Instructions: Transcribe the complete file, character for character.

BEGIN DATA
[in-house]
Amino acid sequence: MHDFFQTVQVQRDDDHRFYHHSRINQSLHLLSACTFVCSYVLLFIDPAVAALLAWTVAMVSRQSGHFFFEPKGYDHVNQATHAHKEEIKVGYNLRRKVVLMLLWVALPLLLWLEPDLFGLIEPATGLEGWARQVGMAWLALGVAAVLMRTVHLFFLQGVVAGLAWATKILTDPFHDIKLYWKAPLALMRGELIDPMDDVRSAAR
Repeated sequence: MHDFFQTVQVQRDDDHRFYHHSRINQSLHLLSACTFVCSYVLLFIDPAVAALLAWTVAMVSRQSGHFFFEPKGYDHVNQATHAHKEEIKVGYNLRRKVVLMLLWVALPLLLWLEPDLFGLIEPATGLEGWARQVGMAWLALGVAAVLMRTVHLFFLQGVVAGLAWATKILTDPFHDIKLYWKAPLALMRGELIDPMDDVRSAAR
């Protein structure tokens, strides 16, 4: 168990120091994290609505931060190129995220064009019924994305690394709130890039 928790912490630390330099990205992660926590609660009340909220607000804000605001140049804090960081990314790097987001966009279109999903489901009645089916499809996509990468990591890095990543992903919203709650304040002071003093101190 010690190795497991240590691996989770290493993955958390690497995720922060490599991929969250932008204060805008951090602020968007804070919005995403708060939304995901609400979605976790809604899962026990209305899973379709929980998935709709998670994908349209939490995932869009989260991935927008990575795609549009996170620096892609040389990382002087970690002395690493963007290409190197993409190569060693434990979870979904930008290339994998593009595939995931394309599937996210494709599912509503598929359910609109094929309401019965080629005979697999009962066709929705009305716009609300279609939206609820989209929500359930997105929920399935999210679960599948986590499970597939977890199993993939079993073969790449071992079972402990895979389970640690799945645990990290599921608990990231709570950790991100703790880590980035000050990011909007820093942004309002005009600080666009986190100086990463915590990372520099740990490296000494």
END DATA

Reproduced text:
[in-house]
Amino acid sequence: MHDFFQTVQVQRDDDHRFYHHSRINQSLHLLSACTFVCSYVLLFIDPAVAALLAWTVAMVSRQSGHFFFEPKGYDHVNQATHAHKEEIKVGYNLRRKVVLMLLWVALPLLLWLEPDLFGLIEPATGLEGWARQVGMAWLALGVAAVLMRTVHLFFLQGVVAGLAWATKILTDPFHDIKLYWKAPLALMRGELIDPMDDVRSAAR
Repeated sequence: MHDFFQTVQVQRDDDHRFYHHSRINQSLHLLSACTFVCSYVLLFIDPAVAALLAWTVAMVSRQSGHFFFEPKGYDHVNQATHAHKEEIKVGYNLRRKVVLMLLWVALPLLLWLEPDLFGLIEPATGLEGWARQVGMAWLALGVAAVLMRTVHLFFLQGVVAGLAWATKILTDPFHDIKLYWKAPLALMRGELIDPMDDVRSAAR
């Protein structure tokens, strides 16, 4: 168990120091994290609505931060190129995220064009019924994305690394709130890039 928790912490630390330099990205992660926590609660009340909220607000804000605001140049804090960081990314790097987001966009279109999903489901009645089916499809996509990468990591890095990543992903919203709650304040002071003093101190 010690190795497991240590691996989770290493993955958390690497995720922060490599991929969250932008204060805008951090602020968007804070919005995403708060939304995901609400979605976790809604899962026990209305899973379709929980998935709709998670994908349209939490995932869009989260991935927008990575795609549009996170620096892609040389990382002087970690002395690493963007290409190197993409190569060693434990979870979904930008290339994998593009595939995931394309599937996210494709599912509503598929359910609109094929309401019965080629005979697999009962066709929705009305716009609300279609939206609820989209929500359930997105929920399935999210679960599948986590499970597939977890199993993939079993073969790449071992079972402990895979389970640690799945645990990290599921608990990231709570950790991100703790880590980035000050990011909007820093942004309002005009600080666009986190100086990463915590990372520099740990490296000494």